Flanked by a members of the Huey P. Newton Gun Club and the New Black Panther Party for security, Priscilla Sterling, with the Emmett Till for Justice Foundation and Malik Shabazz (right), an attorney with Black Lawyers for Justice in Washington, D.C., discuss seeking justice against police brutality, and former Lexington Police Chief Sam Dobbins, during a press conference held at the Lexington Police Department, Monday, Aug. 29, 2022. Credit: Vickie D. King/Mississippi Today

LEXINGTON – The firing of former police chief Sam Dobbins wasn’t enough, and he should be held accountable for crimes he has admitted to and those that happened under his watch, a civil rights attorney and community organizers said. 

Civil rights Attorney Malik Shabazz announced Monday outside the Lexington Police Department that Washington, D.C.- based legal group Black Lawyers for Justice plans to review the police department and how it operated under Dobbins. 

“The department will be investigated on the principles of what has come out of the mouth of the chief of this department,” he said. “We will make sure that everything is investigated even if nobody comes forward or if everybody is intimidated. The United States of America is watching this.”

Dobbins was fired in July after an audio recording surfaced of him using a racial slur and homophobic language, bragging about killing 13 people as a member of the police force and shooting one person 119 times. 

Despite his firing, Shabazz said his office has received reports that Dobbins has been seen at the police department and fear he may be destroying evidence and intimidating witnesses. 

Priscilla Sterling of the Emmett Till Justice for Families Foundation is Till’s cousin. She said after 67 years, justice has not been served for his death. Several weeks ago, a grand jury declined to indict the last living accomplice, Carolyn Bryant Donham, after the discovery of new evidence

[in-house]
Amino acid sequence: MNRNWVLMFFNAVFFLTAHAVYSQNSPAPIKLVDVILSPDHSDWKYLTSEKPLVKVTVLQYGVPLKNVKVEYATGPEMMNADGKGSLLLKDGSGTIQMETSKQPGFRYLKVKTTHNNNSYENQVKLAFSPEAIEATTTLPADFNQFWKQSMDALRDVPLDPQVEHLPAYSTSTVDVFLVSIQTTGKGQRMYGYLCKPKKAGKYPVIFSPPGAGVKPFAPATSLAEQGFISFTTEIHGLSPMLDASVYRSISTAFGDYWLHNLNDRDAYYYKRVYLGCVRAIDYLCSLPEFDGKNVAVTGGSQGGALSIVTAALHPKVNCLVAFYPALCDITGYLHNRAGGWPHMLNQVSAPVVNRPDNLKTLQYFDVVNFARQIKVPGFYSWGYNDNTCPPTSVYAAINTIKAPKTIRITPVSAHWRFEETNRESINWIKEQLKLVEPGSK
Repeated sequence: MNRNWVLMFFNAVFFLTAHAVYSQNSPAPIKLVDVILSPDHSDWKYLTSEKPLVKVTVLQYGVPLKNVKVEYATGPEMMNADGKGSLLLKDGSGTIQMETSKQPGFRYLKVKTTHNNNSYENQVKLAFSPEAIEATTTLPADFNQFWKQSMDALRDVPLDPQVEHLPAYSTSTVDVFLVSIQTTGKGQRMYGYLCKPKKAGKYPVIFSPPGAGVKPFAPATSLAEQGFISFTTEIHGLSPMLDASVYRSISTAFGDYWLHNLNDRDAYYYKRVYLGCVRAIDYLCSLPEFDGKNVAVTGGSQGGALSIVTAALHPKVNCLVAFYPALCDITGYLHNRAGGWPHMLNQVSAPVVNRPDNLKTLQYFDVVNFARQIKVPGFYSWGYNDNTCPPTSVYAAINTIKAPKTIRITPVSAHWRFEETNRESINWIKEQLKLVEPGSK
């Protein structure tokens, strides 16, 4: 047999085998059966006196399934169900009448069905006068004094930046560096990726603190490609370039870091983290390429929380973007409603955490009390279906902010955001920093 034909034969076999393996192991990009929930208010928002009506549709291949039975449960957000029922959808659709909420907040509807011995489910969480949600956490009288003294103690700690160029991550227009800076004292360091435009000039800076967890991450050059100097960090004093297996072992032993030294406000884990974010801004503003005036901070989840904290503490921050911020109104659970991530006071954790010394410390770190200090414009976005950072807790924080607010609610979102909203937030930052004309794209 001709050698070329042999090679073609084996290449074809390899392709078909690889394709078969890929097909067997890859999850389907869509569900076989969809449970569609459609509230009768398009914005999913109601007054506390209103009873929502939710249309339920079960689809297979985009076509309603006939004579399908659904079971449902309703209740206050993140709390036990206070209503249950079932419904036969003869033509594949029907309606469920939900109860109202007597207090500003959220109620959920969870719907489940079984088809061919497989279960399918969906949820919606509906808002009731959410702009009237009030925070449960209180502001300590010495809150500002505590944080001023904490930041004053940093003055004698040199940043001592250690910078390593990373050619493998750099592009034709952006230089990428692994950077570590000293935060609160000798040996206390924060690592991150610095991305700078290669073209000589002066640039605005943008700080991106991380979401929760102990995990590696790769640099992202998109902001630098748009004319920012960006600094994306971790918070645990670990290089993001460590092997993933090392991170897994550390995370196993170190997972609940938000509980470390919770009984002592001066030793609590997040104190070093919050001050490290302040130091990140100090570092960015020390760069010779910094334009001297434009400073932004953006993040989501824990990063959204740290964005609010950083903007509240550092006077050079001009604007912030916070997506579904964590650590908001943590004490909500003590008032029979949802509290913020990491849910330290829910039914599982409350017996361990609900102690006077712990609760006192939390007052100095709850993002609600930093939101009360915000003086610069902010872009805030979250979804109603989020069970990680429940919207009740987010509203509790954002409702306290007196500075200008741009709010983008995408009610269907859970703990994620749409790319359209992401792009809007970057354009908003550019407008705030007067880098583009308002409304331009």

Sterling connected the impact political interest and white supremacy had on Till’s case with circumstances that led to Dobbins becoming police chief in Lexington and how he has not been held accountable for his actions. 

“We can no longer let that happen. We can no longer allow this to happen,” Sterling said. “We’ve seen what happened with Emmett.”

Black Lawyers for Justice will host a tribunal at 5 p.m. Monday where residents are invited to testify about any illegal action taken by Dobbins while he was police chief and member of the police department. 

The tribunal will take place at the restaurant LaRue’s Room located at 2201 Depot Road.

People can testify and give statements about a number of actions by Dobbins or the Lexington Police Department, including unlawful killings and shootings, use of excessive force, false arrests, racial profiling, systyematic policy and training and more, Shabazz said. 

Other organizations co-sponsoring the hearing include Emmett Till Justice for Families Foundation, Mississippi Freedom Democratic Party, Mississippi Local Organizing Committee, Black Liberation Movement and the New Black Panther Party. 

Another goal of the hearing is to collect evidence to expand the legal action against Dobbins. Shabazz said that can come in the form of cilvil action like compensatory damages awarded to people victimized by Dobbins, or criminal action, like charges of murder.

The Lexington Police Department has violated the constitutional rights of Black residents through behavior including retaliation for speaking out against police, false arrests, baseless vehicle searches and unreasonable police force, a federal lawsuit against Dobbins, the department and city alleges. 

Civil rights organization JULIAN is asking the court to issue a temporary restraining order against the police department to prevent mistreatment of residents. 

The plaintiffs are five Black men who have experienced abuse by the Lexington police. Over 200 Black residents formally or informally complained about treatment by the police in the past year, according to the lawsuit. 

The organization is also calling for a federal investigation of systemic racism in the Lexington Police Department and municipal government. 

Shabazz said JULIAN’s lawsuit is strong, but it doesn’t cover every allegation against Dobbins. 

“This is going to take some serious action to uproot what has gone on in this town,” he said. “I think this is the start. This is the start of a very long battle.”


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Mina, a California native, covers the criminal justice system. Before joining Mississippi Today, she was a reporter for the Clarion Ledger and newspapers in Massachusetts. Her work has appeared in the Los Angeles Times, Boston Globe and USA Today.